The effect of the O diffusion barrier was investigated by simulating with the values 555 and 1100 K. Although the total water production does not change much, the relative contributions of the reactions that produce OH radicals do: with a faster O diffusion, the competition between diffusion and the reaction H2 + O favors diffusion, leaving O free on the surface to react with other species. Consequently, the reactions H + O, O + O or O + O2 play a larger role, the extent of which depends on the density. Furthermore, increasing the reaction rate for O3 formation results in a larger contribution of the reaction channel H + O3. In the end, these effects will also decrease the efficiency of the reaction H2 + O.

5. Astrophysical implications

Since the reaction H2 + O only contributes to at most 11% to the formation of OH, water formation is dominated by the other reaction routes, such as O + H, O2 + H, OH + H and OH + H2. This implies that depending on the ratio of O/H in the gas phase, the limiting factor to the water formation rate in dark clouds is the amount of H atoms available. Additionally, for high O/H ratios, a higher diffusion rate of O atoms can lead to more reactions of the type O + O (Congiu et al. 2014). This does not mean that water formation is prohibited, since the reaction channel O2 + H can also lead to efficient water formation (Ioppolo et al. 2010; Cuppen et al. 2010; Lamberts et al. 2013).

The experimentally found upper limit for the reaction rate, Eq. (7), can be compared with the values of the reaction rates where exothermic tunneling was assumed. The final two entries of Table 1 show that these rates (at 10 K) are always higher. Therefore, the assumed importance of the reaction H2 + O for the deuterium fractionation ratios of water on the surfaces of dust grains has to be considered with care (Cazaux et al. 2010, 2011). Their HDO/H2O ratio found at low temperatures results from the assumption that the reaction HD + O proceeds via tunneling and therefore mainly produces OH + D. There might be much more HDO formed on the surface of dust, depending on the main water formation route in the specific region in the interstellar medium (through atomic or molecular oxygen).

6. Conclusions

We studied experimentally and by modeling the significance of the reaction H2 + O H + OH in the framework of the solid-state water formation network in interstellar ice (analogs).

From precisely executed temperature-programmed desorption experiments in an UHV setup that brought together H2 and O in a matrix of CO2, we established an experimental upper limit of the water production. If this amount of water is indeed produced on the surface instead of coming from an additional source of contamination, this can only be caused by a combined classical and tunneled reaction mechanism, based on Eq. (4). An upper limit for the reaction rate was found using a microscopic kinetic Monte Carlo model that converts the maximum number of molecules formed into a possible reaction rate: 1.68 × 1033·exp(−960/T) s-1. By incorporating this rate into simulations ran under astrochemically relevant parameters, we found that the reaction H2 + O does not contribute more than 11% to the formation of water in dense clouds in the interstellar medium.

This number is an absolute upper limit, because all numbers used are conservative estimates. It is likely that in space the efficiency is substantially lower.

Acknowledgments

H.M.C. is grateful for support from the VIDI research program 700.10.427, which is financed by The Netherlands Organization for Scientific Research (NWO) and from the European Research Council (ERC-2010-StG, Grant Agreement no. 259510-KISMOL). T.L. is supported by the Dutch Astrochemistry Network financed by The Netherlands Organization for Scientific Research (NWO). Support for S.I. from the Niels Stensen Fellowship and the Marie Curie Fellowship (FP7-PEOPLE-2011-IOF-300957) is gratefully acknowledged. The SLA group has received funding from the European Community’s Seventh Framework Programme (FP7/2007- 2013) under grant agreement n.238258, the Netherlands Research School for Astronomy (NOVA) and from the Netherlands Organization for Scientific Research (NWO) through a VICI grant.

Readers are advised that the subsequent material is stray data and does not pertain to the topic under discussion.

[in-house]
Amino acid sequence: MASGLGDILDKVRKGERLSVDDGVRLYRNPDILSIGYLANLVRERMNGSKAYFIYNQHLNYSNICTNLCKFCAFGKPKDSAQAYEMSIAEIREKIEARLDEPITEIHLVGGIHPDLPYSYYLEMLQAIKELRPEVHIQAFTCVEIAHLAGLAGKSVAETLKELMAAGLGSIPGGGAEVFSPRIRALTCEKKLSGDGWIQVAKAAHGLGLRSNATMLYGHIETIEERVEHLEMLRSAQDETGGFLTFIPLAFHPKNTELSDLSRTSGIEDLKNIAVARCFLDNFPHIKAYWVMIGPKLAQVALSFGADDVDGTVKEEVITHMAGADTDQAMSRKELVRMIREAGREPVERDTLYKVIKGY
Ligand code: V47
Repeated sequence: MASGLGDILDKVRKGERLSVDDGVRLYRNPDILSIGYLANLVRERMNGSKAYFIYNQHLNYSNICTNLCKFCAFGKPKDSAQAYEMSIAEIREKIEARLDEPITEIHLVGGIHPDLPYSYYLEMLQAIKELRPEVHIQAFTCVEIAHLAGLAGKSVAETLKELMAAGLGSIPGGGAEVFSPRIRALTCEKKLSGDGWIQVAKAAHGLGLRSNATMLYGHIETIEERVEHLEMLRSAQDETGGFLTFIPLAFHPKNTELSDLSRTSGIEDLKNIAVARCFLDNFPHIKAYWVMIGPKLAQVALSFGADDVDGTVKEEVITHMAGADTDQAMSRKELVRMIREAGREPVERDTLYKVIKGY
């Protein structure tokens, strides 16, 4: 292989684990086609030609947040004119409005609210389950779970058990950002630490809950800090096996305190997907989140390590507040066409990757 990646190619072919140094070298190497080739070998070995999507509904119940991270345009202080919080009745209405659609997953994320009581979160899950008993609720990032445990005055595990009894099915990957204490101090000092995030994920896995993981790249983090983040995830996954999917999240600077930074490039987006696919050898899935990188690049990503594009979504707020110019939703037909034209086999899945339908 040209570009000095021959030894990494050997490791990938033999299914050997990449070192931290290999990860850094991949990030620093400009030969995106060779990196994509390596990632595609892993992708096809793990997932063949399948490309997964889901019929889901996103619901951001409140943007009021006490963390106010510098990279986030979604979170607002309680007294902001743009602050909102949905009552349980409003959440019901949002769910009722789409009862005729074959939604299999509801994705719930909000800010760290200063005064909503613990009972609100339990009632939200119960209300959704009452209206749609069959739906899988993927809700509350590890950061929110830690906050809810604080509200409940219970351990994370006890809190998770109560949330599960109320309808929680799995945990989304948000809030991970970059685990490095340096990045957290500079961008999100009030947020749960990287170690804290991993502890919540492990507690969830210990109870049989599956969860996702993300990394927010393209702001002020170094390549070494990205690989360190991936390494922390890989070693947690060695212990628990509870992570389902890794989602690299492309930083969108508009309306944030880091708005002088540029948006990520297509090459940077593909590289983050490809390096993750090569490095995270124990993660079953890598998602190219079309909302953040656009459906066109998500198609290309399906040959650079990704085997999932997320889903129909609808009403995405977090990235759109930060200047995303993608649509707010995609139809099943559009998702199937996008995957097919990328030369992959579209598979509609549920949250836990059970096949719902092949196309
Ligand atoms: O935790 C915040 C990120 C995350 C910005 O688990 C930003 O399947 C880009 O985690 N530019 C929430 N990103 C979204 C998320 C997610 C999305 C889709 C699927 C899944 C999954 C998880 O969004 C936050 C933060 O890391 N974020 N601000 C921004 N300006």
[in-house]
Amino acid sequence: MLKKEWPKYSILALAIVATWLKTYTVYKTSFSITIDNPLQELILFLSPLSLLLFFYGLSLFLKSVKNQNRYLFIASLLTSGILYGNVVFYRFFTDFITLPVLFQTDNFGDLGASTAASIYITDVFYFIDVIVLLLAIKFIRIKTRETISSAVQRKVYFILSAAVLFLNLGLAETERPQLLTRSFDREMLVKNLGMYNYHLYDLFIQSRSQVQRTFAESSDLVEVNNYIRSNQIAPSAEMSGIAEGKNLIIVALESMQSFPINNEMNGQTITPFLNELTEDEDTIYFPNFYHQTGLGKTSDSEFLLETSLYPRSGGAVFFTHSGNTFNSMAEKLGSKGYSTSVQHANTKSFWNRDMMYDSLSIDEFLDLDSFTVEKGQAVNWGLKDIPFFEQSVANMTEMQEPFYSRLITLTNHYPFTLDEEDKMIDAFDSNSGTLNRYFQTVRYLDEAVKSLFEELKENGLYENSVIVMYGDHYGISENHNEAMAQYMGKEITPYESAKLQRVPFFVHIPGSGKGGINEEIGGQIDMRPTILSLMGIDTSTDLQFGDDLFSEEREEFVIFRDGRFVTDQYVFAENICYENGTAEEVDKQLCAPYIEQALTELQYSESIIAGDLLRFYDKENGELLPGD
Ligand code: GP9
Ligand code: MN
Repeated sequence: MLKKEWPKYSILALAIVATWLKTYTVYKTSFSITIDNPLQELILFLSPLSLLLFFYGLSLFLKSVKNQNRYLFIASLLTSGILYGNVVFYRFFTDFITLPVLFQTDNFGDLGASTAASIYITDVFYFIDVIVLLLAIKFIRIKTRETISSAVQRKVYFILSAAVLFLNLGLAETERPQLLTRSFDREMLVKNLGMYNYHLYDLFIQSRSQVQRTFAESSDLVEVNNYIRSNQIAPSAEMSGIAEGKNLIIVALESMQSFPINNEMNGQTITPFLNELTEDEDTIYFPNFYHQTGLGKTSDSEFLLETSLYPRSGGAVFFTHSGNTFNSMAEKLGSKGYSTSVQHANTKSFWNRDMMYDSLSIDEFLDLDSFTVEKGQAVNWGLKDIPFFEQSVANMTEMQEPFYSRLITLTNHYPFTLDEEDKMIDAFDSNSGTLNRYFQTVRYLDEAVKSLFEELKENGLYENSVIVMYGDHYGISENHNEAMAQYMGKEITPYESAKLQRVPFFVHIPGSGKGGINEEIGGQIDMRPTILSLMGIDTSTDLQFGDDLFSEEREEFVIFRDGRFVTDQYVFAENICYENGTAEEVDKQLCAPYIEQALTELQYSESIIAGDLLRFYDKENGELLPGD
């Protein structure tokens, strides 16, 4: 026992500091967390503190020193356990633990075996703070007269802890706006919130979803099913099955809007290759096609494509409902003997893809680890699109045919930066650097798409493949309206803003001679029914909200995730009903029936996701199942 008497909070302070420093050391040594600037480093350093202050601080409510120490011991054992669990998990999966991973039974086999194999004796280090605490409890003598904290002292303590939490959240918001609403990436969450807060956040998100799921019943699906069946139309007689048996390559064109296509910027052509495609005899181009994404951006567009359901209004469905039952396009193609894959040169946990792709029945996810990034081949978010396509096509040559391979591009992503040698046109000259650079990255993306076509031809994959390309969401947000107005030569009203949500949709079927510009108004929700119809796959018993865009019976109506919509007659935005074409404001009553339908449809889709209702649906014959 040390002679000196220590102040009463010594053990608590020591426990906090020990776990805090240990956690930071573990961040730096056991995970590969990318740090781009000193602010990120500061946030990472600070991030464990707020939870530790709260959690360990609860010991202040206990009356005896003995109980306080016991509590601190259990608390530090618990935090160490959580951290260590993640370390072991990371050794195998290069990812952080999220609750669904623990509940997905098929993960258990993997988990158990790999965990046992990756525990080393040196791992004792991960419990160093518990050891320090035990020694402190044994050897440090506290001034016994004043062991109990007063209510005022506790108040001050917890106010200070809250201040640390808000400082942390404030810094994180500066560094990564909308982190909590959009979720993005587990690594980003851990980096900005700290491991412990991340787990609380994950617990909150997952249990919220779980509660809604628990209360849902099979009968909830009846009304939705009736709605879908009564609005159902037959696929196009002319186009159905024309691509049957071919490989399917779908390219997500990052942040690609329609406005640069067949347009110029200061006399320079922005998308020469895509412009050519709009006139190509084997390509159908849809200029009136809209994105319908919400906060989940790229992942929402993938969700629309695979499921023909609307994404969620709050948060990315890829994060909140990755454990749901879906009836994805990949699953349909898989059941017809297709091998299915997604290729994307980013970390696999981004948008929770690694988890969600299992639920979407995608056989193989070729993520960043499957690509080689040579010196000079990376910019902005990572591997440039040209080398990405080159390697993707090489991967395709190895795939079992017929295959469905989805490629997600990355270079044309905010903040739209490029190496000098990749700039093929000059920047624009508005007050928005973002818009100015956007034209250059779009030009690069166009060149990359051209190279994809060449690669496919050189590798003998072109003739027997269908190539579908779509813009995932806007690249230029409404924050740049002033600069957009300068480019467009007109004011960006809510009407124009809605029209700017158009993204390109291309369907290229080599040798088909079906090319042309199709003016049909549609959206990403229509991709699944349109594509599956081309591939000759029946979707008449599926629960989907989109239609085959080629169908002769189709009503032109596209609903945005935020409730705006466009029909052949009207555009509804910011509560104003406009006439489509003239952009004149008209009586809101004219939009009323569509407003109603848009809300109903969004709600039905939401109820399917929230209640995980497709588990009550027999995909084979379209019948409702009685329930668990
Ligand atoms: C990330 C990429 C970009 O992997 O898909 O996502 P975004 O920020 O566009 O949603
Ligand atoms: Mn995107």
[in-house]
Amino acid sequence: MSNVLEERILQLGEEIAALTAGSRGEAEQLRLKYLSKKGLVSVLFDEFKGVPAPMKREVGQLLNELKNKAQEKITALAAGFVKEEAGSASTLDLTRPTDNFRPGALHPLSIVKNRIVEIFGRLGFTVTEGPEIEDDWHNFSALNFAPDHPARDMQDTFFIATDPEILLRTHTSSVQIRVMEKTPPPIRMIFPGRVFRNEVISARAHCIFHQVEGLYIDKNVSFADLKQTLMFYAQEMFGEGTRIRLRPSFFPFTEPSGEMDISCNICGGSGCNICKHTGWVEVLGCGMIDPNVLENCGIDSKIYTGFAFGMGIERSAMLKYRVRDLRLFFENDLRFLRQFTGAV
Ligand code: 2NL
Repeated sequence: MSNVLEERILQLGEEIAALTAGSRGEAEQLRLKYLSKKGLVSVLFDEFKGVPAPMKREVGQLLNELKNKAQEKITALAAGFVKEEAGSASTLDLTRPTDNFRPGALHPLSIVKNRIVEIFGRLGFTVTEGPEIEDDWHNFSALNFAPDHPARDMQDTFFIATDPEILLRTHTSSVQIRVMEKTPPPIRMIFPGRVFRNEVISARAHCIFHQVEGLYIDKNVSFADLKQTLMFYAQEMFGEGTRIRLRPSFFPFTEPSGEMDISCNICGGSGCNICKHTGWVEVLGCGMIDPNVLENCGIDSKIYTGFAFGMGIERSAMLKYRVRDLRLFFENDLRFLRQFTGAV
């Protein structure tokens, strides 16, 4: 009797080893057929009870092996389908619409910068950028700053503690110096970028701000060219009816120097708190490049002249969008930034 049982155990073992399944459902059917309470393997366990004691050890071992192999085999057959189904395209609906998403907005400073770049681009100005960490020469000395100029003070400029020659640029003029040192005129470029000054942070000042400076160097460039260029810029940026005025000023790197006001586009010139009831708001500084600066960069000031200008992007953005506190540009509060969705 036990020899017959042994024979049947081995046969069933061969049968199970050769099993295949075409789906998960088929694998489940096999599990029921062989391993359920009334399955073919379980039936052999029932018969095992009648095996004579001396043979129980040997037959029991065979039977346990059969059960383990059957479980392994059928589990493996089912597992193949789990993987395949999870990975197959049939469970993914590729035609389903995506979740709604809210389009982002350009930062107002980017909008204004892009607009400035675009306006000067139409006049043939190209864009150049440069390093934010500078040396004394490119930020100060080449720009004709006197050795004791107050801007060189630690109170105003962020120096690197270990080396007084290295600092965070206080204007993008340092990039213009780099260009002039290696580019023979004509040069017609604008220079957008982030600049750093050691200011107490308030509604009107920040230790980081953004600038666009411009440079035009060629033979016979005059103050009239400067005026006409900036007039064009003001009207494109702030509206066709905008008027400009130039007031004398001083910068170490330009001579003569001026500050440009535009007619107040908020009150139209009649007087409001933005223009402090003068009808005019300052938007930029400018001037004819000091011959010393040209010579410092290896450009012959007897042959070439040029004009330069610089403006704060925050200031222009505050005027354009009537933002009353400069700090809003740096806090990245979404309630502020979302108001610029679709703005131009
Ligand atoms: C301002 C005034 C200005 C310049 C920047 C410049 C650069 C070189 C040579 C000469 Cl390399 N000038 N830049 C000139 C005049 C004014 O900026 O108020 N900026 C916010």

References

All Tables

Table 1

Calculated reaction rates for the reaction H2 + O assuming classical and tunneled contributions.

Table 2

List of (control) experiments and integrated baseline-corrected QMS signals for m/z = 20 and 22, i.e. HO and DO, and the calculated HO abundance in ML.

Table 3

Lowest, highest and standard parameters used and varied in the experimental simulations.

Table 4

Summary of the impact of each parameter on the O3 and H2O abundances in the ice.

Table 5

Parameters used in the astrochemical simulations, i.e., dense clouds I and II1.

Table 6

Contributions of the different surface reaction routes to OH and H2O formation after a coverage of 1 ML is reached, and the total produced water rate for dense clouds I and II for different values of kH2 + O.

All Figures

thumbnail Fig. 1

Schematic representation of the energy level diagram of an exothermic and endothermic reaction.

Open with DEXTER
In the text
thumbnail Fig. 2

RAIR difference spectra from a co-deposition of H and 16O2 from Cuppen et al. (2010), H2, CO2 and 18O (experiment 1), CO2 and 18O (experiment 2). Spectra are baseline corrected and offset for clarity. The spectra corresponding to experiments 1, 2 and 5 are scaled with a factor 3. Note that the multitude of peaks in the right panel for experiments 1 and 2 are due to water vapor in the setup, and the peaks at 3515 and 3564 cm-1 are also visible in a “pure” CO2 spectrum.

Open with DEXTER
In the text
thumbnail Fig. 3

QMS traces of mass 20 amu for experiments 1–4 from Table 2. Spectra are baseline corrected, offset for clarity, and binned by averaging 5 points. Experiments 1–3 have been performed twice, hence two traces are depicted by the solid and dashed lines.

Open with DEXTER
In the text
thumbnail Fig. 4

Surface abundances of O, O2, O3, H2, and H2O in time for the upper-limit simulation. One should realize that the total amount of deposited ice over the course of this simulation is 360 ML. The dominant component, by far, is CO2 (not shown) because of its high flux.

Open with DEXTER
In the text